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Coal Creek Falls

Issaquah Alps > Cougar Mountain
47.5348, -122.1288 Map & Directions
2.5 miles, roundtrip
Elevation Gain
416 feet
Highest Point
1,066 feet
Calculated Difficulty About Calculated Difficulty
Coal Creek Falls. Photo by Bobby Marko. Full-size image
  • Wildflowers/Meadows
  • Dogs allowed on leash
  • Good for kids
  • Waterfalls

Parking Pass/Entry Fee

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Coal Creek Falls is a wonderful destination for any day hiker looking for an easy and/or family friendly trail with a picturesque culmination at Coal Creek Falls. It’s a well maintained trail that meanders beneath a thick canopy and a dense understory with many wildflower species in the spring. Continue reading

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Hiking Coal Creek Falls

Coal Creek Falls is a wonderful destination for any day hiker looking for an easy, family friendly trail with a picturesque culmination at Coal Creek Falls. It’s a well maintained trail that meanders beneath a thick canopy of maple, alder, and cedar trees and between a dense understory of salmonberry, ferns, and numerous wildflower species in the spring.

The popular trailhead is located in the Cougar Mountain Regional Wildlife Park. There is a veritable maze of trails and trailheads here so it is helpful to bring along a map of the area.

Cougar Mountain was extremely busy with coal mining from 1863-1963. The miners tunneled six miles under the mountain and strip mined the surface, eventually hauling out 11 million tons of bituminous coal. Remnants of the mining past are obvious when you see the large holes in the ground alongside the trail. These “cave holes” were formed when miner’s underground extractions got too close to the surface, which eventually led to cave-ins. Be sure to stay on the trail so as to avoid the deeper and potentially dangerous cave holes. One of the larger holes in the area is rumored to go 518 feet below sea level.

The forest endured logging in the past and there are some pretty remarkably large stumps left behind to remind you of what was once there. There is a fair amount of stinging nettle edging the trail, so be sure to stay on the marked route!

From the trailhead veer left following the Red Town Trail. The trail starts off very wide. At the first trail junction, 0.1 miles in, veer left, joining the Cave Hole Trail. The trail gets a bit narrower here but it is still wide enough for vehicles.

After 0.2 miles along the Cave Hole Trail, you will encounter another trail junction, continue along the Cave Hole Trail for an additional 0.4 miles where you will reach your third trail junction. Here, veer to the right to begin along the Coal Creek Falls Trail. The trail becomes much more narrow here.

This trail used to be notorious for its muddy conditions but thanks to a reroute completed by WTA in 2014 your shoes should stay relatively clean. As the trail begins to descend you should hear the sound of running water from nearby Coal Creek.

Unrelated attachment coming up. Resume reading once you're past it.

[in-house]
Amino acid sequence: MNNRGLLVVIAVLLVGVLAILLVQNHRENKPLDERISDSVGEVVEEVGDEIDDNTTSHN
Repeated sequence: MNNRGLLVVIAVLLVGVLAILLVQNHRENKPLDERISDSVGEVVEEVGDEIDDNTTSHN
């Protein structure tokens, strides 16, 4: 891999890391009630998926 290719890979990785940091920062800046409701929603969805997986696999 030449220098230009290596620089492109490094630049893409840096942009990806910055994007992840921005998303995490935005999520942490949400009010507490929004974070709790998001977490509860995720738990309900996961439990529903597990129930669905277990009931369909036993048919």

After a short set of stairs going down it’s just 0.3 miles further and you reach Coal Creek Falls! This 28 foot waterfall is fueled by runoff and has its best flows in the rainy, winter months. The falls do run dry during the summer months, usually mid June to whenever the rainy season starts up again in the winter.

There is a large parking lot at the trailhead, but it’s heavily used and fills up quickly. The trailhead is equipped with two privies, garbage cans, a picnic table, historical interpretive signage, and doggie bag dispenser.

Hike Description Written by
Maura Marko, WTA Correspondent

Coal Creek Falls

Map & Directions

Co-ordinates: 47.5348, -122.1288 Open in Google Maps

Before You Go

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Parking Pass/Entry Fee


WTA Pro Tip: Save a copy of our directions before you leave! App-based driving directions aren't always accurate and data connections may be unreliable as you drive to the trailhead.

Getting There

From Seattle head east on I-90. Take exit 13, West Lake Sammamish/SE Newport Way, turn right at the end of the exit ramp onto Lakemont Boulevard. After one mile continue straight through the stoplight. The trailhead is on the left (east) side of the road after an additional 1.8 miles along Lakemont Boulevard which turns into Newcastle-Coal Creek Road. The turnoff for the trail is located along a sharp bend in the road. There is a large blue King County sign that is hard to miss at the entrance.

More Hike Details


Issaquah Alps > Cougar Mountain

Coal Creek Falls (#COUGAR-C4), Red Town Trail (#COUGAR-W2), Cave Hole Trail (#COUGAR-C3)

King County Parks

Guidebooks & Maps

Day Hiking: Snoqualmie Region (Dan A. Nelson and Alan L. Bauer - The Mountaineers)

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Coal Creek Falls

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